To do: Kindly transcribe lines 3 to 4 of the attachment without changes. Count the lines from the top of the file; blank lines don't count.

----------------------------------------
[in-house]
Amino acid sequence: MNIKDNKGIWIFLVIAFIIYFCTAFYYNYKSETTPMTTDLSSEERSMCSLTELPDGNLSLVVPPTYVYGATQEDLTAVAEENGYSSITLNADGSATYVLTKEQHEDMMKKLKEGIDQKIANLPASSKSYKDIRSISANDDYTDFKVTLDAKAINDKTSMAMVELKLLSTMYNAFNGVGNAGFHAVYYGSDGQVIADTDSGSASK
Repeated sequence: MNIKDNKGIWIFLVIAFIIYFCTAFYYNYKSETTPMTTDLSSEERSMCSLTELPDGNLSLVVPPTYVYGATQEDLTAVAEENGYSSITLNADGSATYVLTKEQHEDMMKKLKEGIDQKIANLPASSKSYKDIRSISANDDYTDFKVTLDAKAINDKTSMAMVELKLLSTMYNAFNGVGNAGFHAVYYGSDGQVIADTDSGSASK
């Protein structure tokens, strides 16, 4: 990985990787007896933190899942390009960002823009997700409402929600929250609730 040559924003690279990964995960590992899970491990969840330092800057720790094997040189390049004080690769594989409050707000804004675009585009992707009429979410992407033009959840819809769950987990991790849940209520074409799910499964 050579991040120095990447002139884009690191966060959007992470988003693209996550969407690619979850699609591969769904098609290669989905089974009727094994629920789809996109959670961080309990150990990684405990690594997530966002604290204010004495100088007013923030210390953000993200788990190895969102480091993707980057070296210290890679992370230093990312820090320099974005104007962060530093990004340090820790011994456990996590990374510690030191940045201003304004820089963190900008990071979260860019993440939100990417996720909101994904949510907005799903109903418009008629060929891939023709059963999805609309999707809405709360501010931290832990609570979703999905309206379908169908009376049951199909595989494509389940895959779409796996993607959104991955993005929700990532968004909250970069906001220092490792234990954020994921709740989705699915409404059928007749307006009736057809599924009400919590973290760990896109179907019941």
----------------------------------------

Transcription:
Repeated sequence: MNIKDNKGIWIFLVIAFIIYFCTAFYYNYKSETTPMTTDLSSEERSMCSLTELPDGNLSLVVPPTYVYGATQEDLTAVAEENGYSSITLNADGSATYVLTKEQHEDMMKKLKEGIDQKIANLPASSKSYKDIRSISANDDYTDFKVTLDAKAINDKTSMAMVELKLLSTMYNAFNGVGNAGFHAVYYGSDGQVIADTDSGSASK
């Protein structure tokens, strides 16, 4: 990985990787007896933190899942390009960002823009997700409402929600929250609730 040559924003690279990964995960590992899970491990969840330092800057720790094997040189390049004080690769594989409050707000804004675009585009992707009429979410992407033009959840819809769950987990991790849940209520074409799910499964 050579991040120095990447002139884009690191966060959007992470988003693209996550969407690619979850699609591969769904098609290669989905089974009727094994629920789809996109959670961080309990150990990684405990690594997530966002604290204010004495100088007013923030210390953000993200788990190895969102480091993707980057070296210290890679992370230093990312820090320099974005104007962060530093990004340090820790011994456990996590990374510690030191940045201003304004820089963190900008990071979260860019993440939100990417996720909101994904949510907005799903109903418009008629060929891939023709059963999805609309999707809405709360501010931290832990609570979703999905309206379908169908009376049951199909595989494509389940895959779409796996993607959104991955993005929700990532968004909250970069906001220092490792234990954020994921709740989705699915409404059928007749307006009736057809599924009400919590973290760990896109179907019941």